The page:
Sometimes the best way to live in your dream suburb is to rent.
The search for a perfect home in the right suburb, however, can be grueling. That's where Jade Costello and Simone Fleming found the inspiration for their newly minted small business, Melbourne Rental Search.
"The rental property market is surprisingly poorly serviced. If you're a prospective tenant, you'll only have a very short time frame to inspect the property. Sometimes agents don't even show up," Ms Costello said . "Often you put in applications and hear nothing."
Seeing a gap in the market between "nothing" and the high-end "relocation agents" who not only secure a property but also focus on settling families in schools and setting up utilities, the duo came up with the concept for Melbourne Rental Search.
"We go to home inspections so our clients don't have to, and take a YouTube video of the visit. We try and show the good, the bad and the ugly. If there's a dog barking next door, we make note of it," she said.
"We are very much in the early stages and we feel like just in the last month, the gamble has paid off. The response has been overwhelming and we've got clients from Melbourne, Perth, India and New Zealand."
Neither were working in start-ups before this venture.
Eighteen months ago, Ms Costello and Ms Fleming were making good money in other parts of the property game, so the decision to leave was difficult.
Ms Costello worked for a real estate agent in boutique property management and Ms Fleming as a leasing consultant for Coles.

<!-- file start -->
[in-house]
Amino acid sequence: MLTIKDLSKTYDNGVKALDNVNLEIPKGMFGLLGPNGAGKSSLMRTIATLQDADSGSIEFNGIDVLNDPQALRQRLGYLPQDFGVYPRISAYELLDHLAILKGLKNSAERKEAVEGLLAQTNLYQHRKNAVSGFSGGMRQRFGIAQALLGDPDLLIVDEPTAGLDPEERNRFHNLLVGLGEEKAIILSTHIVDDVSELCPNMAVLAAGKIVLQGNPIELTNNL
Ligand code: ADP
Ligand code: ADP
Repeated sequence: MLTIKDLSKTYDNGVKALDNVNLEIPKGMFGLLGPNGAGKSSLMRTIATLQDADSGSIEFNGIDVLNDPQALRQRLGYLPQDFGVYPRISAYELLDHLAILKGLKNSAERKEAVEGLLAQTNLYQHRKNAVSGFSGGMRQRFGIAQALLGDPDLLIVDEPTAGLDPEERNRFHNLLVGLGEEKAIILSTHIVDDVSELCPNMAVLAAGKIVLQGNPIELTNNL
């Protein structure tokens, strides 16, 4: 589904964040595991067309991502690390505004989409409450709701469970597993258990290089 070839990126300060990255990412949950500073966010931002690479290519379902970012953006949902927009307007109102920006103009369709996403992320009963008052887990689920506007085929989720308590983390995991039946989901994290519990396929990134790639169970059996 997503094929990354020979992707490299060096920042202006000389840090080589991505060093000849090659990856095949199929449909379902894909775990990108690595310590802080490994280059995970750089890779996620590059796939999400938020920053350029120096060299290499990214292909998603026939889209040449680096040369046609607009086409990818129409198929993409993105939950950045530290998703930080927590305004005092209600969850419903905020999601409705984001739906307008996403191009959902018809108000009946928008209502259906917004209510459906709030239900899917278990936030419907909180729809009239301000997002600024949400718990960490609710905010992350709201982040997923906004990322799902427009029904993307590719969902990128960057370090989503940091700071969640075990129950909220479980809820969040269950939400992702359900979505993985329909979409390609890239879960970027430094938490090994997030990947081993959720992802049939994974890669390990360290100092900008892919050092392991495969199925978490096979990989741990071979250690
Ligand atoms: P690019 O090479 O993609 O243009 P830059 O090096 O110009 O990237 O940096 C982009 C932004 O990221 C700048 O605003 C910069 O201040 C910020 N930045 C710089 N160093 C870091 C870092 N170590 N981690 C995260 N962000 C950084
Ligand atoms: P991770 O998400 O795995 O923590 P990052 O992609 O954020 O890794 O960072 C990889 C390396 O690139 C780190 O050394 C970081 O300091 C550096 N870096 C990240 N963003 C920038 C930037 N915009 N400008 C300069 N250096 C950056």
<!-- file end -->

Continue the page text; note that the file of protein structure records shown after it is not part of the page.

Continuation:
"Simone was doing really well, she was on a six-figure salary, so we've taken a huge leap of faith quitting our jobs and saving up enough to get the business going," Ms Costello said.
The pair are working from a home office, but hope that by the six-month mark in September, they will be able to afford office space.
They charge $150 for a one-off inspection visit and $650 for an all-out package that involves finding and visiting six properties and assisting with applications.
"We absolutely want to be transparent about everything we're doing. The worst thing as a consumer is having to get those quotes and not know if it's the final price or not."
Despite that, the pair are still reconsidering their costings.
"We've realised how much work needs to go into it in terms of researching different areas. For example, we are working with a doctor and we need to evaluate how far each property is from the hospital they work at. We've got to review our prices and packages, and we see the real need for more open for inspections," she said.
Ms Costello is hoping that as business picks up, her relationships with real estate agents, such as her former employer, will give her an edge.
"If an agent knows that a $800/week house is going on the rental market in two weeks and they know we're likely to have a client looking in that price range, then can call me and that saves everyone a lot of time and hassle."